Despite this obvious difference from the piano, playing the MiniMoog does not have to be any less of a physical act. A player using their right hand to play the keyboard while modulating the sound with their left, plays with a different level of dexterity than the piano player. The right and left hand are performing different motions; while the right hand uses fingers to press keys as the arm moves it up and down the keyboard, the left hand can be adjusting the pitch or modulation wheels with a pushing action or alternately adjusting the knobs with a turning action. Like patting your head and rubbing your belly, controlling a well-timed filter sweep while simultaneously playing a melody is nowhere near as easy as it sounds.
At the same time playing the MiniMoog doesn’t have to be very physical at all. A sequencer could be responsible for all of the note triggering leaving both hands free to modulate the sound. Similarly the performer may not touch the MiniMoog at all, instead playing the sequencer itself as an intermediary between them and the sound of the instrument. In this case the MiniMoog is not being used as a keyboard, yet it retains its instrument status as all of the sounds are being generated from it, with the sequencer being used as the controller. Despite not having any physical contact with the instrument itself, the performer can still play it.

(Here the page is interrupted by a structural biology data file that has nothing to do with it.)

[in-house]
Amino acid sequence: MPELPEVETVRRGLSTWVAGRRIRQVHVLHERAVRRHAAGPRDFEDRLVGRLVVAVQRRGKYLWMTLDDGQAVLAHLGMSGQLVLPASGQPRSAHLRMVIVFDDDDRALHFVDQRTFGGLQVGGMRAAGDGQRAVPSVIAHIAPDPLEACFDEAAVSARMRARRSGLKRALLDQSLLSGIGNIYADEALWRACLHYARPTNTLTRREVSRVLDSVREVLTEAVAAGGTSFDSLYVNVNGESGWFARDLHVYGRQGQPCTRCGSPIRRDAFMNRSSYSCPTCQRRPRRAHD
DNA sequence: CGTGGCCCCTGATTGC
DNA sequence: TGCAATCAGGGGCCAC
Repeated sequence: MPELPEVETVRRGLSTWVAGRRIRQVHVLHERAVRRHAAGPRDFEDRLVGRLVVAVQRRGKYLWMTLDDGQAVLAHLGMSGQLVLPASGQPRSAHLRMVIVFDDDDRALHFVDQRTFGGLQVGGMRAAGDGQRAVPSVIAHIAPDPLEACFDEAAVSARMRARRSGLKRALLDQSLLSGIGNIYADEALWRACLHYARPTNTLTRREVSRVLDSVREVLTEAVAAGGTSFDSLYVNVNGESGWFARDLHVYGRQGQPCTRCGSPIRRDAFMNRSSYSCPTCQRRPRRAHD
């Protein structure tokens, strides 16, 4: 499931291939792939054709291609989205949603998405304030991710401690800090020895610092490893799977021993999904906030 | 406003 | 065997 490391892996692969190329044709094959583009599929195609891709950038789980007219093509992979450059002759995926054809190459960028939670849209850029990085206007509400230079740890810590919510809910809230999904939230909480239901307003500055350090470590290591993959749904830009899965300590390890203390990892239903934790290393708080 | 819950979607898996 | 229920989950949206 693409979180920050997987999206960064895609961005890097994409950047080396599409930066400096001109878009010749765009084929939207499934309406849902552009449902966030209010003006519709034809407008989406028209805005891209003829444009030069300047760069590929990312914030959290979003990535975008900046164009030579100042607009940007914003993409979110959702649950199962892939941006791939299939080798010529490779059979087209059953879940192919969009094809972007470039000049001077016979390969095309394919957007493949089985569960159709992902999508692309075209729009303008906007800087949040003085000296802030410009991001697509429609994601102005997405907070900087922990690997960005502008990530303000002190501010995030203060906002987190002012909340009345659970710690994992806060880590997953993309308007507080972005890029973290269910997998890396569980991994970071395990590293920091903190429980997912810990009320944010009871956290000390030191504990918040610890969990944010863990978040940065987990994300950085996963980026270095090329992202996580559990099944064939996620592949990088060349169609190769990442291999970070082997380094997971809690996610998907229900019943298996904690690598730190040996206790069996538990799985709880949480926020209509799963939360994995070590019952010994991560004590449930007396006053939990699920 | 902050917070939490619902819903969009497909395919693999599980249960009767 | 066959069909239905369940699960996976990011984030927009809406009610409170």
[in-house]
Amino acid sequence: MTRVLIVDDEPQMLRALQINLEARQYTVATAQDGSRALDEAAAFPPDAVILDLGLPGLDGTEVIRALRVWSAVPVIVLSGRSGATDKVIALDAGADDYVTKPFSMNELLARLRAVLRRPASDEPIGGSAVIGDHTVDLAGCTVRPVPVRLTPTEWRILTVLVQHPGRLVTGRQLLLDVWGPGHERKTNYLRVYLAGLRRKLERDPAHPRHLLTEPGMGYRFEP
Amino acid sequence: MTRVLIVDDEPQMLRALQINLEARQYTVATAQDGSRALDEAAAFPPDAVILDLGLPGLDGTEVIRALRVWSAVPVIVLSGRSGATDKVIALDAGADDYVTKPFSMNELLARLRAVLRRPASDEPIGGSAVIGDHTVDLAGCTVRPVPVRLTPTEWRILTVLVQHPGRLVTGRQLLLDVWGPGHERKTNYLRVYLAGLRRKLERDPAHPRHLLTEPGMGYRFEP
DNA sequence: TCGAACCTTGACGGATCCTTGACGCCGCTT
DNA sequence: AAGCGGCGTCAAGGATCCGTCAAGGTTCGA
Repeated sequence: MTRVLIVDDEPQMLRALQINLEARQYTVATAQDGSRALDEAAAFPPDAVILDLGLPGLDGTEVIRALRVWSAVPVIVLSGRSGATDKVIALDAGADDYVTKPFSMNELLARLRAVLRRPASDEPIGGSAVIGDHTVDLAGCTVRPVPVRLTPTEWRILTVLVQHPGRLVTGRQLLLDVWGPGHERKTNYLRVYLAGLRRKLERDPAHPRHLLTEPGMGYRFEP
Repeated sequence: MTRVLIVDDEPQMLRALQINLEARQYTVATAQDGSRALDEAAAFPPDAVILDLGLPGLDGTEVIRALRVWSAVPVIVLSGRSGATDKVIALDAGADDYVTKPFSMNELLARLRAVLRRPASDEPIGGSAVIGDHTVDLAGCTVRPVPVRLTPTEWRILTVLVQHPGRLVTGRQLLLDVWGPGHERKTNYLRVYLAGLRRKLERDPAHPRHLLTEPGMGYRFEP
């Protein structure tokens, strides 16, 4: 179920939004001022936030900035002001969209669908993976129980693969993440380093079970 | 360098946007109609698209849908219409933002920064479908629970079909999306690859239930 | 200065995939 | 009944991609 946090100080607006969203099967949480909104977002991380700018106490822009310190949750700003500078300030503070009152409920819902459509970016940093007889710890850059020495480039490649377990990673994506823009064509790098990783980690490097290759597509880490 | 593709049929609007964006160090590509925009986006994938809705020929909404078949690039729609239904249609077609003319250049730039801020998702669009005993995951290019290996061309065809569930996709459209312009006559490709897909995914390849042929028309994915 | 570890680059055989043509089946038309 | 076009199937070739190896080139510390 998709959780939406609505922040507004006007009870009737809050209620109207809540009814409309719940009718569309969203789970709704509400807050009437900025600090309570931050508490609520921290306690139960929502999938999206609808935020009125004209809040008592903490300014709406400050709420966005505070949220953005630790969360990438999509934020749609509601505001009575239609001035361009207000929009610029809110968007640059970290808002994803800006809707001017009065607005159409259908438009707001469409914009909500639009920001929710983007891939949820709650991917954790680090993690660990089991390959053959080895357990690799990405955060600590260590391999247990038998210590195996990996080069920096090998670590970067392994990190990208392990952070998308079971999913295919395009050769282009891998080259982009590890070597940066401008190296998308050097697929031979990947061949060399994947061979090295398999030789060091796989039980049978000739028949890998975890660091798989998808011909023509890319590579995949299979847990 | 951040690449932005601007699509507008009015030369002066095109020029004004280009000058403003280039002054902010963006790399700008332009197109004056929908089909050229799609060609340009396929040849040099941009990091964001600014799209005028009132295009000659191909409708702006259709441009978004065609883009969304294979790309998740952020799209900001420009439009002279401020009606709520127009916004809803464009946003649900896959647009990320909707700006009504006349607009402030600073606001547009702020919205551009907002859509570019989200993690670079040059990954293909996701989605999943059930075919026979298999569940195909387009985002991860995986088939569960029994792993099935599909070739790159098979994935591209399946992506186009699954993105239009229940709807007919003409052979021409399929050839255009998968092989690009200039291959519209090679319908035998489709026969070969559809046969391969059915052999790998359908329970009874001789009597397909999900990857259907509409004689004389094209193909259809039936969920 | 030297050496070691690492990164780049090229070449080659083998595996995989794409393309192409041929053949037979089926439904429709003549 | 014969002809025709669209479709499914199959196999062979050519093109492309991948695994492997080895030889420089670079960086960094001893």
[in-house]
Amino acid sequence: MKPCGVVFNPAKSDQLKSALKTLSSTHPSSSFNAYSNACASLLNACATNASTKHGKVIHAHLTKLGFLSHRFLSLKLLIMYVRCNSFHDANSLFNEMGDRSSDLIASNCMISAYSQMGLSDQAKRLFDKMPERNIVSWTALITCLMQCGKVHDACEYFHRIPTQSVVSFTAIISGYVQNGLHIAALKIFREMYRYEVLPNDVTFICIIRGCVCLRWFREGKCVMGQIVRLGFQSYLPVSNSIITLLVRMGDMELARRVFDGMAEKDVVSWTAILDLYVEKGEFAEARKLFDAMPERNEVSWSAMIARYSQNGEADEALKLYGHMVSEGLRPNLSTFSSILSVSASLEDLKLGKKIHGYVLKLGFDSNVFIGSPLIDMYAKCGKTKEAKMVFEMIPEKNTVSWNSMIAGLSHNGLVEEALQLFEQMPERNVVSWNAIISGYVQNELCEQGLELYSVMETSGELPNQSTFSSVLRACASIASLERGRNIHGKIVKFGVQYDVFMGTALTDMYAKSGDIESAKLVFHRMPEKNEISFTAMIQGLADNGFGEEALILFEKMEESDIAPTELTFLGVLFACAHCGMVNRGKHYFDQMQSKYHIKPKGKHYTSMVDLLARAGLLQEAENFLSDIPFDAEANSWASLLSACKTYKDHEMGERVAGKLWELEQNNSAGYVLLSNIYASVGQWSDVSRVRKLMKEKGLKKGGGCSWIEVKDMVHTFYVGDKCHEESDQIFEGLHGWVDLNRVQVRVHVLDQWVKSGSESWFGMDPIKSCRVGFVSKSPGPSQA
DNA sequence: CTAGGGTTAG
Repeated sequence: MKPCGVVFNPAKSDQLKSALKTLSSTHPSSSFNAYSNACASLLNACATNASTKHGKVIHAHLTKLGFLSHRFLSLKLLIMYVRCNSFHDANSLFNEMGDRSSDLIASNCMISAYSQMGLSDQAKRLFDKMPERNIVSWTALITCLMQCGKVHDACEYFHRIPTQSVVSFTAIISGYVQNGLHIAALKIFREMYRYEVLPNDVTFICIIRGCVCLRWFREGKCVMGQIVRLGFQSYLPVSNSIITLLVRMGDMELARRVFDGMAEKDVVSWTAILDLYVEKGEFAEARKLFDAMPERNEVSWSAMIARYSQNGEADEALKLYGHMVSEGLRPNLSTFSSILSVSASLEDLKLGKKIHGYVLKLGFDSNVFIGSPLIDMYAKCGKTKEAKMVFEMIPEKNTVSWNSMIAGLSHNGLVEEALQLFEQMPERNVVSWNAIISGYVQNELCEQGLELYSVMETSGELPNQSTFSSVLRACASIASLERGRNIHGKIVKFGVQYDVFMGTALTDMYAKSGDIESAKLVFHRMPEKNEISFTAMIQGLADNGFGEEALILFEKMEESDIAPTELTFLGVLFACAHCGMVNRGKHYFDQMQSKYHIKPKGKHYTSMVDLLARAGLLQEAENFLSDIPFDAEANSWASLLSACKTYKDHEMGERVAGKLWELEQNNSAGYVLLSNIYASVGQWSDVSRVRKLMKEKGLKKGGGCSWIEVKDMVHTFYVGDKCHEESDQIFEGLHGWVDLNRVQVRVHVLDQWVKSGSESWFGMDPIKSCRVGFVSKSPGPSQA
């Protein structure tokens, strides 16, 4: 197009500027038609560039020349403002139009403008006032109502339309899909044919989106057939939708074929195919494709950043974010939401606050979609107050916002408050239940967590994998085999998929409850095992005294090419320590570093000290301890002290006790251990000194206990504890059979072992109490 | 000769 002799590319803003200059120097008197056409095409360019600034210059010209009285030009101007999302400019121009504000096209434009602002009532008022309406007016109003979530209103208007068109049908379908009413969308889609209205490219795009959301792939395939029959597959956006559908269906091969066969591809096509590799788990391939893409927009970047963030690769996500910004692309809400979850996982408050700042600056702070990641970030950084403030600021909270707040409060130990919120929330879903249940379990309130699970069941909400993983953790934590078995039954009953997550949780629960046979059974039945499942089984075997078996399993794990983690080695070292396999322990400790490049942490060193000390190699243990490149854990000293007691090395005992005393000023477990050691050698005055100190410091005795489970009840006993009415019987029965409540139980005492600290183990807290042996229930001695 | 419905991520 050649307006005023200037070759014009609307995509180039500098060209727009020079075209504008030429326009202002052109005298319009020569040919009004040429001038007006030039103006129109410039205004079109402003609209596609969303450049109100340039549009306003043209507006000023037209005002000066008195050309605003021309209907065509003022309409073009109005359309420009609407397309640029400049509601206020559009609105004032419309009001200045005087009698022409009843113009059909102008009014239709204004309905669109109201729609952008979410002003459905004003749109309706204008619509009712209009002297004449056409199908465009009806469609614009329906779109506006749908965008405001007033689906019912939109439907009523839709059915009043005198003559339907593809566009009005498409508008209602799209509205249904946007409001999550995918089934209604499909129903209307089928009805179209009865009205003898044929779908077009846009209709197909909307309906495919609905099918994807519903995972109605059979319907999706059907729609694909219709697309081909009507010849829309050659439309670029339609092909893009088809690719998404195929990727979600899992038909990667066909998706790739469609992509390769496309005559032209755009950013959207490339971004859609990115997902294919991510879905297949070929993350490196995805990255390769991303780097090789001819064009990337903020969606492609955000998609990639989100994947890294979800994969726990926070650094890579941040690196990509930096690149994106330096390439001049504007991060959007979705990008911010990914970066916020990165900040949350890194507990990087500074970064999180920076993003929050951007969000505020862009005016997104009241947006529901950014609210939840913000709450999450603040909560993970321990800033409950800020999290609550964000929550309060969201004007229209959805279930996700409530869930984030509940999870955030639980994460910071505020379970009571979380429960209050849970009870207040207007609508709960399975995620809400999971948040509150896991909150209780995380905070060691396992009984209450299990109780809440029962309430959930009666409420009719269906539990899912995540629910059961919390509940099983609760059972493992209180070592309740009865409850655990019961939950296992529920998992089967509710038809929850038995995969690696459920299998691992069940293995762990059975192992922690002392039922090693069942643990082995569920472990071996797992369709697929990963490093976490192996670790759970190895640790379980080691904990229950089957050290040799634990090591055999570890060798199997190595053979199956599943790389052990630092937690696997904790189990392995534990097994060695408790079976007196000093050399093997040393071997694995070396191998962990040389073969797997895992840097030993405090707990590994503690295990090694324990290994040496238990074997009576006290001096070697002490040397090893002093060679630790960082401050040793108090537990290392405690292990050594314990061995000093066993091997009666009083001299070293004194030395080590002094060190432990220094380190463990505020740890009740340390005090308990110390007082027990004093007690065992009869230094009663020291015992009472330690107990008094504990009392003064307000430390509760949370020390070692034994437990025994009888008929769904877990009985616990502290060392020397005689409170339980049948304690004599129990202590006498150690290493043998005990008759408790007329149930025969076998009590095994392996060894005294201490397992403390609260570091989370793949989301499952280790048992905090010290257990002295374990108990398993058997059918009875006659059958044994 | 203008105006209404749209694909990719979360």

Taking it one step further – if a performer were to only touch a sequencer at the start of the performance to press play and never touch the instrument, could they still be said to be playing the MiniMoog live? There is little doubt that the MiniMoog is indeed still performing because it does not have the mechanism to play by itself, but requires agency to illicit a sonic response. In this example that agency comes from the sequencer, but that does not eliminate the performer. The sequencer itself has to be programmed in order to provide the instrument with the proper control voltages, and the instrument itself has to be set up sonically with a designed sound receptive to the sequencer’s control. If the performer is not physically manipulating either device however, they are not performing live, the machines are.